There’s a new term making the rounds in financial and security circles: cyberheists. The hallmarks of these kinds of financial scams include businesses that use smaller community banks, “mules” and the nation’s biggest banking entities.
Brian Krebs, a security analyst who recognizes trends faster than most hired guns, has written many columns around this newer form of security breaches and there are a few common denominators he outlines in his most recent columns. They include victims that use smaller community banks, what he refers to as “money mules” that are always on standby, ready to launder the stolen money and big global banks that unwittingly become partners with these criminal ventures. In fact, the nation’s five biggest banks have all fallen prey to these scams.
And now there are even bigger considerations. The Credit Union National Association Mutual Group, in December, issued a Risk Alert for its bond policyholders regarding the planned massive cyberheists said to be targeting 30 U.S. financial institutions in the Spring of 2013. It cited a warning received by RSA in October regarding a planned attack by a Russian group that said it was also responsible for another attack that latched on to 500 computers here in the U.S. Meanwhile, McAfee followed up with its own report that mirrored RSA. Dubbed “Project Blitzkrieg” it’s believed banks could be facing massive hits over the next couple of months. Both security companies are preparing for the worst as the group is believed to be honing in on bank accounts that have “weak authentication methods”. McAfee is referring to it as “a credible threat to the financial industry and appears to be moving forward as planned”.
These thieves will log into a business – usually a small business – and its servers with the goal of then rerouting their efforts to those business banking accounts. Hacking into the business to get to the bank is easier since often, credentials are already stored on the business computers. Once the thieves are able to tunnel to the bank accounts, they will then add ghost names to the payrolls and will begin sending ACH payments to the waiting money mules. From there, the mules will then take their ACH pay and direct deposit it into the big bank accounts and soon, the mules will withdraw cash from their accounts and then wire it overseas, most often to Ukraine and Russia.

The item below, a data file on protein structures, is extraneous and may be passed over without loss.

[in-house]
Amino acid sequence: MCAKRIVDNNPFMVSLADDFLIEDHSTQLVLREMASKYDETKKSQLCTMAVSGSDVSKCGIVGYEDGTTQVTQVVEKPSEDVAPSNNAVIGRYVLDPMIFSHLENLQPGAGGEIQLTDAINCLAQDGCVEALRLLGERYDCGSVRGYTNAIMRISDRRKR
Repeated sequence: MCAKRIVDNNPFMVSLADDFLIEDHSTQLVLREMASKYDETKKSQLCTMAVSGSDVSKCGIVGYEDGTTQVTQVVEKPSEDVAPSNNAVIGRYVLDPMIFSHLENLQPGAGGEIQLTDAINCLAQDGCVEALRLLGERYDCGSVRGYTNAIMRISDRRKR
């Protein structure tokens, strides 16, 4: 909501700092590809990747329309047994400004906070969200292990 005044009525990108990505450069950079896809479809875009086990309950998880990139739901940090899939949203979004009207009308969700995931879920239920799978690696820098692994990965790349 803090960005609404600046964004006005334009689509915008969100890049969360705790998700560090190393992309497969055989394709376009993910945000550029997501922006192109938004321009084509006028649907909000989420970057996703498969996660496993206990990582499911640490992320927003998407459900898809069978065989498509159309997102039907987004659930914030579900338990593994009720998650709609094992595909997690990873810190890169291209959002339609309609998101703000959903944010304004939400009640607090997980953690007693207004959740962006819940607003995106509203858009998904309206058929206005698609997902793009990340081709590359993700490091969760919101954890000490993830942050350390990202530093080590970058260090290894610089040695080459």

These cyberheists are successful because the smaller banks rarely question new employees being added to a company payroll and especially if the company computers are used to do so. Several transfers are often made before the bank and business are even aware there’s a problem. The mules will have already opened their accounts at banks such as Bank of America, Wells Fargo or Citibank, so a paycheck that hits the accounts aren’t raising eyebrows, either.
There has also been concerns about “phone flooding” equipment that could prevent banks from calling or texting their customers to verify the wire transfer requests; however, the thieves could even call the bank and provide just a bit of information to convince the bank that the transfers are legitimate. McAfee believes these will likely hit smaller banks first. Because not as many drastic efforts would be necessary, it could mean thieves could move forward for awhile before they’re even detected.